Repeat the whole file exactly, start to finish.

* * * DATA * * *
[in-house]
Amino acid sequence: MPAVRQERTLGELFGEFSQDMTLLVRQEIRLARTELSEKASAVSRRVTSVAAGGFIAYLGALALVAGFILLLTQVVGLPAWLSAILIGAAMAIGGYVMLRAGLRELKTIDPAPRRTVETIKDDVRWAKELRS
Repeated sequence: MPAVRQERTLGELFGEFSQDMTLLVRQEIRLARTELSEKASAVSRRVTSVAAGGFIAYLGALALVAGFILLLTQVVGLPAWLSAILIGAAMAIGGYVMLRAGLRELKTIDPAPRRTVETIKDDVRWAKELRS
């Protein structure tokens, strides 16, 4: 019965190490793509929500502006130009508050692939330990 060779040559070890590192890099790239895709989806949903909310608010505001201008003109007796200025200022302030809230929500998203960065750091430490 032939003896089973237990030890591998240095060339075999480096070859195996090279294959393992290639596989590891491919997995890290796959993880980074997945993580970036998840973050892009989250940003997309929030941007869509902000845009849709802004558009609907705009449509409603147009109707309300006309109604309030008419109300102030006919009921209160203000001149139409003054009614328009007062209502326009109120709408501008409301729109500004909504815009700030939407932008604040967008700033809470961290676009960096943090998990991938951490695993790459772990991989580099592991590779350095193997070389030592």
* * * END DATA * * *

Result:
[in-house]
Amino acid sequence: MPAVRQERTLGELFGEFSQDMTLLVRQEIRLARTELSEKASAVSRRVTSVAAGGFIAYLGALALVAGFILLLTQVVGLPAWLSAILIGAAMAIGGYVMLRAGLRELKTIDPAPRRTVETIKDDVRWAKELRS
Repeated sequence: MPAVRQERTLGELFGEFSQDMTLLVRQEIRLARTELSEKASAVSRRVTSVAAGGFIAYLGALALVAGFILLLTQVVGLPAWLSAILIGAAMAIGGYVMLRAGLRELKTIDPAPRRTVETIKDDVRWAKELRS
């Protein structure tokens, strides 16, 4: 019965190490793509929500502006130009508050692939330990 060779040559070890590192890099790239895709989806949903909310608010505001201008003109007796200025200022302030809230929500998203960065750091430490 032939003896089973237990030890591998240095060339075999480096070859195996090279294959393992290639596989590891491919997995890290796959993880980074997945993580970036998840973050892009989250940003997309929030941007869509902000845009849709802004558009609907705009449509409603147009109707309300006309109604309030008419109300102030006919009921209160203000001149139409003054009614328009007062209502326009109120709408501008409301729109500004909504815009700030939407932008604040967008700033809470961290676009960096943090998990991938951490695993790459772990991989580099592991590779350095193997070389030592």